That felt like a long wait for a two-page policy statement, and in the end the Bank of Japan (BOJ) hardly altered anything. Policy was left super-easy and the bank spoke of its struggle to break the deflationary “mindset” of the Japanese people.
Rates stay at minus 0.1% and yield curve control remains the same, with the usual promise to be “patient” until core inflation is above 2% in a stable manner.
Bank of Japan Governor Kazuo Ueda attends a press conference after their policy meeting at BOJ headquarters in Tokyo, Japan December 19, 2023. REUTERS/Issei Kato
BOJ inflation forecasts
With that in mind, the median board member forecast for consumer prices (CPI) ex-fresh food in fiscal year 2024 did drop to 2.4%, from 2.8% last October.
The forecast then falls to 1.8% for fiscal 2025, while CPI ex-fresh food and energy is put at 1.9%. Neither would seem to be stably above 2%, begging the question of why exactly the BOJ should tighten policy as so many Western analysts expect.
A notable paragraph in the BOJ summary observed that years of deflation meant “the behaviour and mindset based on the assumption that wages and prices will not increase easily have taken hold in society”.
“Considering this, it is important to closely monitor whether a virtuous cycle between wages and prices will intensify.”
Governor Kazuo Ueda will have a chance to expand on his outlook in a press conference at 0630 GMT, and typically he tends to favour stability over change.
The next policy meeting isn’t until March 19, when this year’s round of annual wage talks will still be under way, so any move on rates will likely not come until the April 26 meeting, at the earliest.
That gives investors another three months to indulge in carry trades and stay short of the yen, while the Nikkei celebrated with another high before running into profit-taking.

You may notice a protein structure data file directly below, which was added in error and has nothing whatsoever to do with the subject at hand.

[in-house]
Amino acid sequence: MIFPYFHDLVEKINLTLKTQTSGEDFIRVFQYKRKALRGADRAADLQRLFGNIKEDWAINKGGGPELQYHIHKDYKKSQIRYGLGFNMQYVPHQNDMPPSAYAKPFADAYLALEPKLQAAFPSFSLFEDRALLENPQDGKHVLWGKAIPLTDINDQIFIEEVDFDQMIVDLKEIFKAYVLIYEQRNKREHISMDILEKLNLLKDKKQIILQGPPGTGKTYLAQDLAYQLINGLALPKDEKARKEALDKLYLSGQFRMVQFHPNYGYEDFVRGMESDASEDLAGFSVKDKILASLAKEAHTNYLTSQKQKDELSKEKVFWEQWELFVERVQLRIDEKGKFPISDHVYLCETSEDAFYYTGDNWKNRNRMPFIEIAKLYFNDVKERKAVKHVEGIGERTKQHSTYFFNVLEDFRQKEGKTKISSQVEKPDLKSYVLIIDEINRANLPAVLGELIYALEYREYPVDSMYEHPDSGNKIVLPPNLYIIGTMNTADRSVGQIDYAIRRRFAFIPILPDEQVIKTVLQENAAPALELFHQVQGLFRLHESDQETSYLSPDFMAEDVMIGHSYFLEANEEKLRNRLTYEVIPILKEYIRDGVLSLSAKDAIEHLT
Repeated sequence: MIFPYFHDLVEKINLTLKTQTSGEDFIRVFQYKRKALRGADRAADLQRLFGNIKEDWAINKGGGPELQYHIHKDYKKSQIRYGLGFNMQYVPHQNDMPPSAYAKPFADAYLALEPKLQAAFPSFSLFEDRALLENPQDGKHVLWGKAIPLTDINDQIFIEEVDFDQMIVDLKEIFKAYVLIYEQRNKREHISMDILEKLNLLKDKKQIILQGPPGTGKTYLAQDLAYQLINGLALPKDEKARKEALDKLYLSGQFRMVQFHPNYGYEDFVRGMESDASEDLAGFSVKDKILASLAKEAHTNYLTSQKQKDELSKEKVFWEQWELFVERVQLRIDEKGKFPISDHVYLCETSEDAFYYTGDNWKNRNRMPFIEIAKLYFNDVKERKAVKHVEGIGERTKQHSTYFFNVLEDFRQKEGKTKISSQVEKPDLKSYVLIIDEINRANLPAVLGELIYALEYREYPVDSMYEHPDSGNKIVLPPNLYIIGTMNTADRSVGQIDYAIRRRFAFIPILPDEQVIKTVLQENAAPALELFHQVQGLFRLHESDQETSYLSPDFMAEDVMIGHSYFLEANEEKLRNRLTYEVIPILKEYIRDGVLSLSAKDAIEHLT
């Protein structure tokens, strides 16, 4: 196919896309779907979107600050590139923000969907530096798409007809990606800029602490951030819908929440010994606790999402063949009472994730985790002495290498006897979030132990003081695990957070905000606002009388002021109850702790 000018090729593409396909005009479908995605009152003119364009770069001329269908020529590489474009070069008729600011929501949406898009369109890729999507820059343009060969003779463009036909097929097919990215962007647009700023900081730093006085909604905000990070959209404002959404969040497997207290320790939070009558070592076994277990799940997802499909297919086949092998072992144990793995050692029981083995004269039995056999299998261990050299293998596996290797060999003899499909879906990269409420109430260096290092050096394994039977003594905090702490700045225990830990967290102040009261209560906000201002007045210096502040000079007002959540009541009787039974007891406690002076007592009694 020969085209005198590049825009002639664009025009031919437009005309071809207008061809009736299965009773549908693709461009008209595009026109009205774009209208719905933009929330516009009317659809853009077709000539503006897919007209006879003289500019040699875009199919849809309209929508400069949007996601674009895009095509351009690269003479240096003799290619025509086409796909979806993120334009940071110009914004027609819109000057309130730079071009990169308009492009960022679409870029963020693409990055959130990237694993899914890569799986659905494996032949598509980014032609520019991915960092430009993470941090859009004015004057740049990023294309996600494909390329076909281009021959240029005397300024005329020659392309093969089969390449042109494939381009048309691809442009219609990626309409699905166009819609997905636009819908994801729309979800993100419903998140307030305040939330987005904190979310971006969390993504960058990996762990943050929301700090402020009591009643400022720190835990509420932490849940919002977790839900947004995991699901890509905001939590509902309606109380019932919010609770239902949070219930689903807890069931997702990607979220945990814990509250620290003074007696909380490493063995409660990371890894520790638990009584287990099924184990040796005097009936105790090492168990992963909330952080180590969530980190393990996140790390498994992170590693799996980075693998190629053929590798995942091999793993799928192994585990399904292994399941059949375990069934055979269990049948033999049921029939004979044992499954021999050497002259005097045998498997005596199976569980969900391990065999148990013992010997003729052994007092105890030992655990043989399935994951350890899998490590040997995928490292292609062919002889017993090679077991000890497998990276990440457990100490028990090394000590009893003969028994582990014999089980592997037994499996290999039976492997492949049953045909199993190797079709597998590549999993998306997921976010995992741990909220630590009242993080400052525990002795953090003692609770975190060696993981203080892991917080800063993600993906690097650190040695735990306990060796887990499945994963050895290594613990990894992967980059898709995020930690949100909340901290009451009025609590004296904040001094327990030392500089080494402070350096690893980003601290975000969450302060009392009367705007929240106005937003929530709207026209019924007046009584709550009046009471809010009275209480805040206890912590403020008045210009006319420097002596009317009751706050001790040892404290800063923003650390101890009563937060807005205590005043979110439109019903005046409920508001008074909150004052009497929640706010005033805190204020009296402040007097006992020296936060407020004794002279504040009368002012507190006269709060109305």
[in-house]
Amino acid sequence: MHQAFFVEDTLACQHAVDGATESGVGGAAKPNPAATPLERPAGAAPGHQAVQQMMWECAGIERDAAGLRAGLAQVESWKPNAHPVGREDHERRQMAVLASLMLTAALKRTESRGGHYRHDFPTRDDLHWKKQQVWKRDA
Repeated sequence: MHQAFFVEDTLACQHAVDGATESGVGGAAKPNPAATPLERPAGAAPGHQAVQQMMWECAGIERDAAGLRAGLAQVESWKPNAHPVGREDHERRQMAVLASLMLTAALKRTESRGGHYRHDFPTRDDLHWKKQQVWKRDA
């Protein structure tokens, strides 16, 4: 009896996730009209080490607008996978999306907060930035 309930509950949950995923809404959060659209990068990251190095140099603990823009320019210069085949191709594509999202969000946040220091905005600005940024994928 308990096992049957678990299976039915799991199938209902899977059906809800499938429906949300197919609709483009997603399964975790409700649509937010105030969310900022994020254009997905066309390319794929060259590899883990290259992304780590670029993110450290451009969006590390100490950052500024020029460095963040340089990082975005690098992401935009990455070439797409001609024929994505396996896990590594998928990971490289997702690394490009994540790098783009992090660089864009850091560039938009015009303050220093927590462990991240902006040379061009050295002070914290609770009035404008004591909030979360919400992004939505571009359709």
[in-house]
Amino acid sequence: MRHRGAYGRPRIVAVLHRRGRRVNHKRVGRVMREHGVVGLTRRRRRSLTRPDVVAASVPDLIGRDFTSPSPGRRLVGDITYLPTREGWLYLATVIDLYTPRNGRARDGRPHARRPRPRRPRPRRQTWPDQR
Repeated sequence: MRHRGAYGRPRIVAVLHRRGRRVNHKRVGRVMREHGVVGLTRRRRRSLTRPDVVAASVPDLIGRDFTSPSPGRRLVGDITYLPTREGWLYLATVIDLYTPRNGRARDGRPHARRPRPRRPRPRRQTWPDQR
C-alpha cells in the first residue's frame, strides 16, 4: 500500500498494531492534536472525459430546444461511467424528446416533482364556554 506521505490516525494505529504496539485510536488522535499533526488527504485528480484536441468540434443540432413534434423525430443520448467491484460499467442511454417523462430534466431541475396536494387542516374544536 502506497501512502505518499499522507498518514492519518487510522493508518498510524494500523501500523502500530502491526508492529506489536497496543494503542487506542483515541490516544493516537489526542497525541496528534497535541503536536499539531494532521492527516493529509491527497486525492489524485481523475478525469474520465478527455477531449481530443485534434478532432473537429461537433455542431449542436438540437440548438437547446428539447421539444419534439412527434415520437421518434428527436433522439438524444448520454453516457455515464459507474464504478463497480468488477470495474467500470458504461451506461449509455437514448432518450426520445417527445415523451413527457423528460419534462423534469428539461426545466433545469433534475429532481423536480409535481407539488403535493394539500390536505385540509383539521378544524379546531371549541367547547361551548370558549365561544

Tokyo markets have also benefited from offshore funds fleeing China and signs that Washington’s restrictions on tech sales to Beijing are leading to more business investment in Japan – also known as friendshoring.
The pressure on Chinese stocks has already seen Beijing use public funds to shore up the market, although that did not stop the Shanghai Composite from suffering its biggest one-day drop on Monday since April 2022.
Sources also told Reuters that state-owned banks had moved to support the yuan, while the central bank set another firm fix for the currency earlier this session.
The latest twist came from a Bloomberg News story that authorities were considering a package of measures to stabilise the market.
This would apparently involve using about 2 trillion yuan($278.53 billion), mainly from the offshore accounts of Chinese state-owned enterprises, to buy shares onshore through the Hong Kong exchange link.
That triggered a rally in the Hang Seng but Shanghai stocks were still in the red, suggesting some scepticism in the market about the package.
Turning to Wall Street, Netflix reports earnings after the bell and expectations are generally upbeat, in part due to its crackdown on password-sharing and the start of paid sharing in countries that account for more than 80% of revenue.
Also due is General Electric with JPMorgan looking for earnings to beat the Street and a constructive outlook for the year ahead, with investors looking for aero margins above 19%.
Graphics are produced by Reuters.
Key developments that could influence markets on Tuesday:
EU consumer confidence for Jan
Philly Fed Non-Mfg Activity, Richmond Fed Mfg Index and Business Conditions
Other earnings include P&G, Verizon, Lockheed Martin, Halliburton, J&J, 3M Corp
Opinions expressed are those of the author. They do not reflect the views of Reuters News, which, under the Trust Principles, is committed to integrity, independence, and freedom from bias.
Sponsors are not involved in the creation of newsletters or other Reuters news content.